As a good devotee of sustainable living, I wanted to start making my own socks for Mr. FC&G and I. True, I have made our fleece socks for a few years, but I wanted to knit some in fine sock yarn without the challenge of using multiple double-pointed needles. So, I was very excited to discover the sock loom.
The sock loom is designed to allow you to knit socks without understanding actual knitting. As you can see above, it is a simple wooden frame with a number of fixed pegs, each corresponding to a stitch. The small crosspiece can be adjusted to make a smaller or larger sock, and you do a bit of simple math based on your food circumference to decide how many pegs you need to use and thus adjust the loom.
The idea is a good one. Theoretically, you wind the yarn around each peg and then use a pointed tool to knit your stitches off, winding more yarn on for each round. You should be able to make any size sock from baby to adult male, and the only counting you need to do is the number of rows completed for each part of the sock: foot, heel, and ankle. The loom comes with a DVD that explains how to increase and decrease number of stitches to make the little pocket your heel goes in, and how to use the same technique to tailor the toe.
However, I found this device extremely frustrating for the following reasons:
- The loom should be able to be used to make any size sock, but my math indicates that I would not be able to make one big enough for Mr. FC&G, who, I hasten to add, has large feet but not freakishly large ones.
- The yarn is difficult to knit off the pegs even with the special tool. And heaven forbid you drop a stitch, because you have the yarn on there with such tension that the dropped stitch immediately creates a run that goes to the bottom of your work.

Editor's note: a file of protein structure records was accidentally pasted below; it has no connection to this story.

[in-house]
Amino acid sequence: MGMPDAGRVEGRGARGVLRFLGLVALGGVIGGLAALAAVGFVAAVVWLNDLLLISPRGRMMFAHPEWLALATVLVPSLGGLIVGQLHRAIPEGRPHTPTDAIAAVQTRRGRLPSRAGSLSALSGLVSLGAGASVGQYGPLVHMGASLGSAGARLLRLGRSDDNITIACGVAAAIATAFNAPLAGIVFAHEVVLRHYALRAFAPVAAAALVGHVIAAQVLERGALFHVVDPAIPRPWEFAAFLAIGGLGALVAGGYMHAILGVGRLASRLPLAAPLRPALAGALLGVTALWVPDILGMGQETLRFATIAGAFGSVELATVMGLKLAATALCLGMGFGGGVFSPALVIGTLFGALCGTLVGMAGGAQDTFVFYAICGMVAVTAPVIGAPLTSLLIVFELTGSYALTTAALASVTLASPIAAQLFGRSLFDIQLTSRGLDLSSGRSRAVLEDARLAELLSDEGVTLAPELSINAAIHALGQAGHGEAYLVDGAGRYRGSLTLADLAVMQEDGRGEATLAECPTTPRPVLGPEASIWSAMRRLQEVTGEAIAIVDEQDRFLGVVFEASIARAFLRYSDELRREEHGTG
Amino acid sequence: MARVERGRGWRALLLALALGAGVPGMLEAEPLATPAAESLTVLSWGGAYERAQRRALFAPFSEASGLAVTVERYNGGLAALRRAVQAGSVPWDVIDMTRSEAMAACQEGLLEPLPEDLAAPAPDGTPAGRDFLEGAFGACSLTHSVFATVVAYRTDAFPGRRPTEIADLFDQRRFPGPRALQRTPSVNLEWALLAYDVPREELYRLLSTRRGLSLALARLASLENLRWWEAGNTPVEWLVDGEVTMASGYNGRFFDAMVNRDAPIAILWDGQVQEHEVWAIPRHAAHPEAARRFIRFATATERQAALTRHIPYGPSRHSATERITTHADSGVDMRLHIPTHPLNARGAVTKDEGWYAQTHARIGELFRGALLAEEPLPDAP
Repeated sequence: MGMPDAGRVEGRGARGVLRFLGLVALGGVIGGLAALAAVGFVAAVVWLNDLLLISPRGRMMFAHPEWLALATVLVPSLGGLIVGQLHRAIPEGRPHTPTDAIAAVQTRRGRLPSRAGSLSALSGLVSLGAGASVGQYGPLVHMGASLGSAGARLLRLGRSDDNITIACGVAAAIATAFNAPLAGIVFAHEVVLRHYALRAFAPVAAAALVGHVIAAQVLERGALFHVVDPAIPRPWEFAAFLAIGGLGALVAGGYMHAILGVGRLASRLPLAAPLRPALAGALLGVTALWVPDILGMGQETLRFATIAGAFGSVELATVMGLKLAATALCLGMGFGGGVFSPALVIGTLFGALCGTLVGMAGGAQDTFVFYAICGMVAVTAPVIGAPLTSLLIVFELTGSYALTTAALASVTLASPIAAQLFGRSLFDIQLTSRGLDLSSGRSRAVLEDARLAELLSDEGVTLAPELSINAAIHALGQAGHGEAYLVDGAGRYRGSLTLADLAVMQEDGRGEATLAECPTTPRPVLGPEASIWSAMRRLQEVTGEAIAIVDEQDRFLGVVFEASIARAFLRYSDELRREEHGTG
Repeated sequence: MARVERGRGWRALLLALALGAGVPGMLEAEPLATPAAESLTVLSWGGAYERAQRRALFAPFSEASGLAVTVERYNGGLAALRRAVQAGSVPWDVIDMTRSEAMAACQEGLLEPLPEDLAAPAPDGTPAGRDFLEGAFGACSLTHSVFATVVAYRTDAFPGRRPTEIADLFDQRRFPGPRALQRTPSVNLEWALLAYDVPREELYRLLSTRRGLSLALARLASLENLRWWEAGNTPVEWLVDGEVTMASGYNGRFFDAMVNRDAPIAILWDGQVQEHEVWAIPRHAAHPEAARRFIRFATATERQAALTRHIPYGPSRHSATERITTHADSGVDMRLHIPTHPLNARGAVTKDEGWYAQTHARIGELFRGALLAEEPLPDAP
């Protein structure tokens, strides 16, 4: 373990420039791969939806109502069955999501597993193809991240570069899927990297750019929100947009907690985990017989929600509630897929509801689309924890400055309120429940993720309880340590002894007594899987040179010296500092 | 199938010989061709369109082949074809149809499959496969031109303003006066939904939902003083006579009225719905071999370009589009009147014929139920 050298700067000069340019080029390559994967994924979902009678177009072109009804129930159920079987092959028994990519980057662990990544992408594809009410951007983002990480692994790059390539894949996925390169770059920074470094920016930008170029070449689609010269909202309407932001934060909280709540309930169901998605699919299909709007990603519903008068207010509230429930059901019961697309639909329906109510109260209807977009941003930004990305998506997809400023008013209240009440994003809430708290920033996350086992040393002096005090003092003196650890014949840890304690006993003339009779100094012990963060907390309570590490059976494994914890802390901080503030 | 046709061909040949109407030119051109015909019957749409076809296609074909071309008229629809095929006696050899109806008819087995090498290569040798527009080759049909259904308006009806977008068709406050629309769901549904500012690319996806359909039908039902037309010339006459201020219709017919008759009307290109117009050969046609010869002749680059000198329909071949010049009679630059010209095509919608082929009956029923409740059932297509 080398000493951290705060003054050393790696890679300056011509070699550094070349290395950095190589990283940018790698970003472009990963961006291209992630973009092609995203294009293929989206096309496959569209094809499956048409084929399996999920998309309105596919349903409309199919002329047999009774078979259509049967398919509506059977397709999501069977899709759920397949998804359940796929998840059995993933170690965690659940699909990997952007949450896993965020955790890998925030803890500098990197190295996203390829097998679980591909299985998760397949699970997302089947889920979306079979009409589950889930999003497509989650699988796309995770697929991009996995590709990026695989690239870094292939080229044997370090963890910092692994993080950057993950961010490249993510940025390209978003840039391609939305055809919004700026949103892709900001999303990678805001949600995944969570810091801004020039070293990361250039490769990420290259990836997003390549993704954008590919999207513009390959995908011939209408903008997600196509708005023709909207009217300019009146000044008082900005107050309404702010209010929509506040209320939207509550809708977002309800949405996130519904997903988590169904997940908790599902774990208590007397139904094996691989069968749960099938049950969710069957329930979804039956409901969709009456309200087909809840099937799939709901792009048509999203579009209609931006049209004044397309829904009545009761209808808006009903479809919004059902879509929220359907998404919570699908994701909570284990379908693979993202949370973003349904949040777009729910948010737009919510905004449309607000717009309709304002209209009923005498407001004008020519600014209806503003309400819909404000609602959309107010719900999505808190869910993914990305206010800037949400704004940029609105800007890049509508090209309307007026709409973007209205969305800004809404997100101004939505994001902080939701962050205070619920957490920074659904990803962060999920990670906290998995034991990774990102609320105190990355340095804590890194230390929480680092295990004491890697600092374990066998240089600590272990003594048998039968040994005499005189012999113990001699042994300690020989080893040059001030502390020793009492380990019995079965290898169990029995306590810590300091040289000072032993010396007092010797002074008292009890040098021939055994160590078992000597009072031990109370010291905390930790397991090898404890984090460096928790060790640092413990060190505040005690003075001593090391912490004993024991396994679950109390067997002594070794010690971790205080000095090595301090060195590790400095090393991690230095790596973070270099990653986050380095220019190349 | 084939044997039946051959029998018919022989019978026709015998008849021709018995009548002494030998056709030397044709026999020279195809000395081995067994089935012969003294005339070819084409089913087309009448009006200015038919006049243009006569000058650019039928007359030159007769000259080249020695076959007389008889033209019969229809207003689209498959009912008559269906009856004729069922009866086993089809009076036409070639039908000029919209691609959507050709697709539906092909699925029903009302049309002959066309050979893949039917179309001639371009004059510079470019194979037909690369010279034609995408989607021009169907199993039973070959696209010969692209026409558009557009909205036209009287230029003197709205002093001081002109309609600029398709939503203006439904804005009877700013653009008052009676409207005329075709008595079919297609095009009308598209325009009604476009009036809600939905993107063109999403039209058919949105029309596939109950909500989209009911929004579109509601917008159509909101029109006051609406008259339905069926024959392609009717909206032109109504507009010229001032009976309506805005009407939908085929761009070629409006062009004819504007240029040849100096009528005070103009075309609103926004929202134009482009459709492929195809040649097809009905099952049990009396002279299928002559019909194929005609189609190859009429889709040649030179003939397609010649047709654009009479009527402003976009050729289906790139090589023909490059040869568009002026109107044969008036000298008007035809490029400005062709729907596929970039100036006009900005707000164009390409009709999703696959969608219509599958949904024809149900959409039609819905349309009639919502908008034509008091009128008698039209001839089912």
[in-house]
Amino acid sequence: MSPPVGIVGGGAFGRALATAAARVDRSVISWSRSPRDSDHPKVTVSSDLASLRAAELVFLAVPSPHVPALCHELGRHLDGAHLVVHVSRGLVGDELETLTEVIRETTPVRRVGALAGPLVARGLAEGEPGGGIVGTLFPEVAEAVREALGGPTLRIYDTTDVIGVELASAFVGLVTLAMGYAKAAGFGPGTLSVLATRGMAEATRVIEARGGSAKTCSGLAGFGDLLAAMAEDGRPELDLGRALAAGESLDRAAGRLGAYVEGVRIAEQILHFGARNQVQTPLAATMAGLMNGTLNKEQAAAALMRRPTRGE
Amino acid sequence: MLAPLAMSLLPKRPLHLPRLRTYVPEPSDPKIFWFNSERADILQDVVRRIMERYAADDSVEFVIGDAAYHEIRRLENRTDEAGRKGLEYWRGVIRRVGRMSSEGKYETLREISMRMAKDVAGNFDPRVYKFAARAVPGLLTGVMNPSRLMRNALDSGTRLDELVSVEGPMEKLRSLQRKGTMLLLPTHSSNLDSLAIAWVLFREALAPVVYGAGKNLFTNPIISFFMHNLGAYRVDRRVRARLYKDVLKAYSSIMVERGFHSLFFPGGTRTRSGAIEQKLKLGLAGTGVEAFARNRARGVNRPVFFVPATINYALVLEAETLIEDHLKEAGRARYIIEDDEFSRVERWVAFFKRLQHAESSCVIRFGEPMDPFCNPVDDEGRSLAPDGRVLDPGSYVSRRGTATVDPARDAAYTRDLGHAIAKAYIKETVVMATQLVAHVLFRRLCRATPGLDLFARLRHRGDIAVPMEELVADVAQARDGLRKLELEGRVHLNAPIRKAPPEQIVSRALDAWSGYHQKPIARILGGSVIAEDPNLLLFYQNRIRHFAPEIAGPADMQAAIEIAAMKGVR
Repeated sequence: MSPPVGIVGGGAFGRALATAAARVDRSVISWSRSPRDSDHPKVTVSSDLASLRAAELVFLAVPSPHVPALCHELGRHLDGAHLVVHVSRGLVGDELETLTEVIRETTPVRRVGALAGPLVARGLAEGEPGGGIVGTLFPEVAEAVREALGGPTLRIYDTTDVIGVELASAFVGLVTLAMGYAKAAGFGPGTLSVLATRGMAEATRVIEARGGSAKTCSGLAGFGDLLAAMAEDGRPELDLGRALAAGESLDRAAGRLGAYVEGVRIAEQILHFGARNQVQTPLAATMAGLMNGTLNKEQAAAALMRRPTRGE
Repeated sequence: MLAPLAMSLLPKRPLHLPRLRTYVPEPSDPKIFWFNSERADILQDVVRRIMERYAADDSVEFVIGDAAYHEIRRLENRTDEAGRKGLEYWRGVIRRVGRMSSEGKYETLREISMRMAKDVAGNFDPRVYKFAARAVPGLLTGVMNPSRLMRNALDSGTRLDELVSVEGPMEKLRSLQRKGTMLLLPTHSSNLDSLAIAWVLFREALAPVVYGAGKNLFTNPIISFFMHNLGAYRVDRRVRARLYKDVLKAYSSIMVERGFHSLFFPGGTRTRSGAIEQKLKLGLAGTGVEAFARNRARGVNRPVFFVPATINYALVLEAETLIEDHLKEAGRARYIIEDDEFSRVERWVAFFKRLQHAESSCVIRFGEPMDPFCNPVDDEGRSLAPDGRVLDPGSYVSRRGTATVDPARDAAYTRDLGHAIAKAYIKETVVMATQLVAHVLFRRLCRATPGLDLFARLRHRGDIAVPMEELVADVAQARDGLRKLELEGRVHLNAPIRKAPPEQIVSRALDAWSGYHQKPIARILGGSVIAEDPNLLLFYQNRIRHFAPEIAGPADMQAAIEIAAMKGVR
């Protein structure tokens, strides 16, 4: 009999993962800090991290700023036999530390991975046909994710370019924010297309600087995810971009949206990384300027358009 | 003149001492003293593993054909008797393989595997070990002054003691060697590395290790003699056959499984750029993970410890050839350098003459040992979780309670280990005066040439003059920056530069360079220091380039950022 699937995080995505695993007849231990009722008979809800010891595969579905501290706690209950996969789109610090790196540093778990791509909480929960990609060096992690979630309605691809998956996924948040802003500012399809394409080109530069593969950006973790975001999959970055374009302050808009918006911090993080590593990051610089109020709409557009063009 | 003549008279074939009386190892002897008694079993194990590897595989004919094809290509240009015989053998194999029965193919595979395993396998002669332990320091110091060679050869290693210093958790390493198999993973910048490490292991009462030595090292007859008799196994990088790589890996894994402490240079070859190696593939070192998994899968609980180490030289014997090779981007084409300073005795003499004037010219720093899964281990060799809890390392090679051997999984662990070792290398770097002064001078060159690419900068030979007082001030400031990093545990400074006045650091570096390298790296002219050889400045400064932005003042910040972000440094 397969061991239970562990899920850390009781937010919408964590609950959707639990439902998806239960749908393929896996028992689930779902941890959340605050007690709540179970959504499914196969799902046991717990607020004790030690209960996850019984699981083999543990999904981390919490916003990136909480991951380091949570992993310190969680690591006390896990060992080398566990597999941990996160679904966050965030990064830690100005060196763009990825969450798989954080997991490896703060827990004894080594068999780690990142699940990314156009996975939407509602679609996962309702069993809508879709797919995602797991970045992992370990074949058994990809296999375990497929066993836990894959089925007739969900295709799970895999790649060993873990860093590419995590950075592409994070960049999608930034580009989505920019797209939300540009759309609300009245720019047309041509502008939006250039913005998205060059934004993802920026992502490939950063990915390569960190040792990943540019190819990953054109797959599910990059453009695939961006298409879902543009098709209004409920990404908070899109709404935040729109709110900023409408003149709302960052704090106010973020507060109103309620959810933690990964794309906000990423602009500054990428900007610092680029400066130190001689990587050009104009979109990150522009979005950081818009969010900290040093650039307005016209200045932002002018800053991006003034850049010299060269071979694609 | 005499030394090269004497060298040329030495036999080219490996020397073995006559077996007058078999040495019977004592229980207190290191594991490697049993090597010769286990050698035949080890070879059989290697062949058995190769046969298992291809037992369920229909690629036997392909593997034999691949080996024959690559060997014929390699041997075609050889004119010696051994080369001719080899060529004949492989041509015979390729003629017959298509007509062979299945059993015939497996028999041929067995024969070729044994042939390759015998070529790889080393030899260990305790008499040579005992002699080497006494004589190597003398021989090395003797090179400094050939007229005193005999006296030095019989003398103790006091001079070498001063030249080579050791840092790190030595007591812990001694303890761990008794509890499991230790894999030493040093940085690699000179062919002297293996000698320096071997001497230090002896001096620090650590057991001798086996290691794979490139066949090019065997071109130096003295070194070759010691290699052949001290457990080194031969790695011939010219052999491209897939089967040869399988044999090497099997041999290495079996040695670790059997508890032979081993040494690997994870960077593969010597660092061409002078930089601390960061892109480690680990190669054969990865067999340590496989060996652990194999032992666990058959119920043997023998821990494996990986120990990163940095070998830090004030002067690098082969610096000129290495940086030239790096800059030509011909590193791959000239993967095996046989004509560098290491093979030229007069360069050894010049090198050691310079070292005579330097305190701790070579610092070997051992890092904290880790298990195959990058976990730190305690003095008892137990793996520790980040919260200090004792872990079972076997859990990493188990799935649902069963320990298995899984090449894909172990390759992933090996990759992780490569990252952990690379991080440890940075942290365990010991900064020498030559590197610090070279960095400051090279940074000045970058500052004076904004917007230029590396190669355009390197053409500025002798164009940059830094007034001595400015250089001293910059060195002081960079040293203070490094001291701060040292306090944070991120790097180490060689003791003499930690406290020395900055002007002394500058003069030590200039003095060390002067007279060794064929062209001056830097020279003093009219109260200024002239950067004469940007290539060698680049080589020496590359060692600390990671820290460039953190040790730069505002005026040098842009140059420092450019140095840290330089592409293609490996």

- See those corners? They are really painful to hold against your body. This may not be a problem for those that sit with the loom on a table as the DVD shows (although I couldn't really get it to work like that), but it is murder for those of us who like to sit on the couch with our knitting in our lap, watching TV.
So, it is back to square one for me with knitting socks. Maybe I'll have to bite the bullet and get out the double-pointed needles after all.
Fast: I never could manage to complete a sock, so I have no idea if this is faster than traditional knitting. Certainly, it is more frustrating.
Cheap: If I remember correctly, this was about $25, which I intended as a reasonable sunk cost for a lifetime of quickly knitting our socks. However, I think it is far too expensive for what it does.
Good: The sock loom didn't work all that well for me, and worst of all, it eliminated that nice meditative feeling I get when I am handcrafting goods for my family. I have tried this multiple times with different yarns, different tensions, and a number of body positions, and I still always felt cramped and miserable. Regretfully, I have to recommend taking a pass on the sock loom.